Last week, I got to see where Microsoft is taking Exchange Online Protection (EOP), a security layer that comes with Office 365 and is available for a fee for on-premises Exchange deployments. Although I can't share the details, as they were provided under a nondisclosure agreement, I am confident that Microsoft is on the path to eventually becoming as good as the third-party tools IT now uses for such security.
In a discussion with Levon Esibov, the principal group program manager for EOP, I mentioned that even as Microsoft improved EOP, I would still advise admins to use a third-party tool as well, for a dual-layer "defense in depth" approach. Esibov asked me why I'd still make that recommendation, even when EOP was on par with those third-party tools. After all, I don't make that same recommendation when Microsoft has no security layer of its own; I simply suggest you use a single security tool along with best practices and solid user training.
Why not trust Microsoft's security by itself, especially when I think it's equal to the competition?
Esibov's question struck a nerve. I like to believe I'm objective in such recommendations, and when I'm not objective, I am a Microsoft loyalist (as regular readers of this column know). Why assume Microsoft couldn't secure its own servers?
The truth is I've never trusted Microsoft to defend Microsoft -- not on the desktop level, not on the server level, and certainly not on the email level. I'm not alone in that thinking. That's why there are so many serious third-party security offerings on which companies have spent billions of dollars.
Yes, I've come to trust the improved defenses in Windows in combination with the built-in Windows Defender -- I no longer use third-party antivirus software. But I'm not on board yet with a world where Microsoft, and only Microsoft, protects Microsoft.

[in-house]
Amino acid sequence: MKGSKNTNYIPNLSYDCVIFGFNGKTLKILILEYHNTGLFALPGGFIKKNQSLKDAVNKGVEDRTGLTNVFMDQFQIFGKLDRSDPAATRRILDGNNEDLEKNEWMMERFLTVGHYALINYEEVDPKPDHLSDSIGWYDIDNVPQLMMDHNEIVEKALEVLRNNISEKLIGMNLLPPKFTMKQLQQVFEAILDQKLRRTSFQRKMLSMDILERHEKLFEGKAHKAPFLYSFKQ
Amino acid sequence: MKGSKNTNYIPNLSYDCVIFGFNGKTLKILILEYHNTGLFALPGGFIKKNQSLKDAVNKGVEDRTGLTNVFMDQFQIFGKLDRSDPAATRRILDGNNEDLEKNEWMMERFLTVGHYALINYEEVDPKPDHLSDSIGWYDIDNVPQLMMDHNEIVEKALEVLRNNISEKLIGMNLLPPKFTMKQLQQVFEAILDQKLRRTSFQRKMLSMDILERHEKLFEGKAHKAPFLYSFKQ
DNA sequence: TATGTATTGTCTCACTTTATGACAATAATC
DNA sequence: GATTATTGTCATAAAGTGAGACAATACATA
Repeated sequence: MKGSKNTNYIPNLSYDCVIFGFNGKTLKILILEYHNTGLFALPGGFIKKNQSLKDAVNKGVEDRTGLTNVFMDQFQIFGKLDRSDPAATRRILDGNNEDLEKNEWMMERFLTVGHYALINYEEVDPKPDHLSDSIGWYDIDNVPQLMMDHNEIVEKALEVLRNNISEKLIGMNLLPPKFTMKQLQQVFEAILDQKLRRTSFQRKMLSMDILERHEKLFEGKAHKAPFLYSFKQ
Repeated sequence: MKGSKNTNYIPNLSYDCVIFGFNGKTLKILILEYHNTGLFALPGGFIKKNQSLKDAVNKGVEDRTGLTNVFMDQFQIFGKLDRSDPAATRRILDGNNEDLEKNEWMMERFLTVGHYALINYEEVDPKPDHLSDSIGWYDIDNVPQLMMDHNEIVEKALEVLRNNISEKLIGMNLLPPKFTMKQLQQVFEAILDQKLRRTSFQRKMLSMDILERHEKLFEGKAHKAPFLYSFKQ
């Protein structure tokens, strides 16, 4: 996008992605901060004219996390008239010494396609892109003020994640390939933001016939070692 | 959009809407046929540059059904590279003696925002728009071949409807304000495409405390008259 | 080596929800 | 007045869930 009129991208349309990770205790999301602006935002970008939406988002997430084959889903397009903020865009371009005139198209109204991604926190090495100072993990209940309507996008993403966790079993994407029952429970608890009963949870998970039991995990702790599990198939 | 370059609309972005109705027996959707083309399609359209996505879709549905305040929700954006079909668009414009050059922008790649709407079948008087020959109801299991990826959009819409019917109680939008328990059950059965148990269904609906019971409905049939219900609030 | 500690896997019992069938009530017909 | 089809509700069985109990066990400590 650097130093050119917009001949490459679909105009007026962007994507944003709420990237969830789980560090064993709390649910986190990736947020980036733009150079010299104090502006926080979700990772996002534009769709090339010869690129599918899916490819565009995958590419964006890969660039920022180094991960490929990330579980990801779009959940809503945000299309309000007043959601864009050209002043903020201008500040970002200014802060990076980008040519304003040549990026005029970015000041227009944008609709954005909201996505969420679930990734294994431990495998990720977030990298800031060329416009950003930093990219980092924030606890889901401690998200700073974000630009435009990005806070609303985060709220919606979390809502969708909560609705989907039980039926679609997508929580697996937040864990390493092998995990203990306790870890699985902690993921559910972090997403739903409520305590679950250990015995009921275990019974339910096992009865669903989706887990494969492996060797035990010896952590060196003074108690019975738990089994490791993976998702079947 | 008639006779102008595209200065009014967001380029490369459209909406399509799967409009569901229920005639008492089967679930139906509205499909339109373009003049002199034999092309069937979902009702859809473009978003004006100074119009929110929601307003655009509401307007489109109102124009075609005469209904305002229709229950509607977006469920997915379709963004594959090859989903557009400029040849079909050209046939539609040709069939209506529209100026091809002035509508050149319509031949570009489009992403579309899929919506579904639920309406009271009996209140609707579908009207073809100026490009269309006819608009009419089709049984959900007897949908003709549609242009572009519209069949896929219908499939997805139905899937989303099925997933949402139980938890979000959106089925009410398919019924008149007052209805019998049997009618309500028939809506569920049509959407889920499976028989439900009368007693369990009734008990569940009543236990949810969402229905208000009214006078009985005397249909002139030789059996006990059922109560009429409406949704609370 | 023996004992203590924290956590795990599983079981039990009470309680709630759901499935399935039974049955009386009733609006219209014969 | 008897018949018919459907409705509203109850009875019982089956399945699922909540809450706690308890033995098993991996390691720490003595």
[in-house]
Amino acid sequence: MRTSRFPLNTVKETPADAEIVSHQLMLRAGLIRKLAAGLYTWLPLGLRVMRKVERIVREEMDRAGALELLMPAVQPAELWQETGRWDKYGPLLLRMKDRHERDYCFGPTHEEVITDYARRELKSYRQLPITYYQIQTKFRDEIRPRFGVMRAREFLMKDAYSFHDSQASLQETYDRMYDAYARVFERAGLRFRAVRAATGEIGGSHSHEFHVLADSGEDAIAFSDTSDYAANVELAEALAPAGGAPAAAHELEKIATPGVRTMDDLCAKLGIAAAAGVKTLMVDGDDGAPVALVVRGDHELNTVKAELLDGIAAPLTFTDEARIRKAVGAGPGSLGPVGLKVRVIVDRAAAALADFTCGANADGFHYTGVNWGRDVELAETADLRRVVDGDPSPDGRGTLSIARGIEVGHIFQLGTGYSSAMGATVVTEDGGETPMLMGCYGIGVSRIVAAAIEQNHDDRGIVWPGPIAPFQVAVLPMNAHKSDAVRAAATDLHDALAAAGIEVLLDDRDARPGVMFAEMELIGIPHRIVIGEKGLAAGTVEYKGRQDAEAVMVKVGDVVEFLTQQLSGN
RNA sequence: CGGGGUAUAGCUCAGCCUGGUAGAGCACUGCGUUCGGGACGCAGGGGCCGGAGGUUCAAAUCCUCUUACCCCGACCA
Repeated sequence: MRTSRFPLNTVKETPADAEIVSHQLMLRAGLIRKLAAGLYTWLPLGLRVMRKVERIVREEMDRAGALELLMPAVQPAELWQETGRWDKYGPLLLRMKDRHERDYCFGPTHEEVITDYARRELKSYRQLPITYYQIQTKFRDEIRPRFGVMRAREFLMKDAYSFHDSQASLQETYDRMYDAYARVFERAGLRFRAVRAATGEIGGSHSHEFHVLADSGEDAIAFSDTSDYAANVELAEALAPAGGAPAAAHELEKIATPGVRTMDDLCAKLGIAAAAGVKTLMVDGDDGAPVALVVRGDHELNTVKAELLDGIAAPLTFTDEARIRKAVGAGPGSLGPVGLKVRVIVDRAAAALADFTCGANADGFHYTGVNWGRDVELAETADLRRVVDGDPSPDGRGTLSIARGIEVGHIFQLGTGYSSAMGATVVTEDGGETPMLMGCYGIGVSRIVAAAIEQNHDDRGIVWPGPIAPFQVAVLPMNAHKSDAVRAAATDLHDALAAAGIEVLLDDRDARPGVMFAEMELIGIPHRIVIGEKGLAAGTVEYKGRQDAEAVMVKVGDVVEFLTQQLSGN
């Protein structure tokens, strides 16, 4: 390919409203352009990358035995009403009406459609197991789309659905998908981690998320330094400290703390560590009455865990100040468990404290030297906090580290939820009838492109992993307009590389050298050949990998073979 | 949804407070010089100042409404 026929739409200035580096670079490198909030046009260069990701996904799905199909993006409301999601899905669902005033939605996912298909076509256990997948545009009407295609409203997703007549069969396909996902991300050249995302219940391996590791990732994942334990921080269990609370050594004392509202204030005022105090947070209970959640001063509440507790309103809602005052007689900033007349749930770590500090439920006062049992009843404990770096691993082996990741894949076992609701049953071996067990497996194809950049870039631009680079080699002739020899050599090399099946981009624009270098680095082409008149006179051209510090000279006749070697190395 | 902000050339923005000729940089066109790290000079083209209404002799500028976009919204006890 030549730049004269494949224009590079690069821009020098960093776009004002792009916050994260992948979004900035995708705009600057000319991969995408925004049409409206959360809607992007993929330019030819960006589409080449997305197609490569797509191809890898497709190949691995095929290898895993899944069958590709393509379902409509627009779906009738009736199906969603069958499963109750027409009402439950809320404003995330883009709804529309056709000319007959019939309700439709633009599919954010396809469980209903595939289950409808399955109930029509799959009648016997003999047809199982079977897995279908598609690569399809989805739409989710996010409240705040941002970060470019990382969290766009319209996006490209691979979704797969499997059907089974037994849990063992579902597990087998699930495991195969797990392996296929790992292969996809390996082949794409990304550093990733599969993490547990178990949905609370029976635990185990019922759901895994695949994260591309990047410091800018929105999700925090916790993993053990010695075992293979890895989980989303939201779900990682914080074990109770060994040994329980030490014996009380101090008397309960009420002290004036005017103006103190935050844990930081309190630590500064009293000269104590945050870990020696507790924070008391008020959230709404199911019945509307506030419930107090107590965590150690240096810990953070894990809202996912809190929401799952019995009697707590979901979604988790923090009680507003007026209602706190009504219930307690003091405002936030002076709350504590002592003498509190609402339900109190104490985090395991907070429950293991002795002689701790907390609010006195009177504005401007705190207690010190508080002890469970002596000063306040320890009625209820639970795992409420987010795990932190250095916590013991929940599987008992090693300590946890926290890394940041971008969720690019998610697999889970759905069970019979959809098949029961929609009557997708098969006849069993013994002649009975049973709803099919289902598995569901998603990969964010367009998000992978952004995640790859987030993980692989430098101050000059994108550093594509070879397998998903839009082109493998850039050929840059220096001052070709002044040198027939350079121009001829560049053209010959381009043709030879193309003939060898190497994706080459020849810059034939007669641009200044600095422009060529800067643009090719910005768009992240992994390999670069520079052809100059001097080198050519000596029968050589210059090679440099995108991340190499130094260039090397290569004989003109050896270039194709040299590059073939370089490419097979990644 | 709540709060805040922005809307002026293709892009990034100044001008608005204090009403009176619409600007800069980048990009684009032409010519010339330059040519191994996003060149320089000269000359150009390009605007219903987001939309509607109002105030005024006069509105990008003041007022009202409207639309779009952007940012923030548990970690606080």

Today, it's easy to recommend you use third-party tools whether or not you also run Microsoft's. Today, there's no question that Microsoft's own security for its server offerings isn't on par with that of the competition.
And, honestly, I doubt my position will change as time passes and EOP gets up to par with third-party tools. I'm a risk mitigator at heart. I may never face a situation where I need a generator or other disaster-preparedness items, but I have them ready to go. I view email security the same way, so I will probably always recommend "defense in depth" if it's an affordable option.
After all, as the bad guys get ever better about finding their way into our systems, we'll continue to need more than one security layer to keep them out. Two vendors are likely to imagine different risks and to use different approaches to the same risks, reducing the overall risk -- that's how "defense in depth" works.
Whatever it takes to keep the organization safe, right? Better safe than sorry.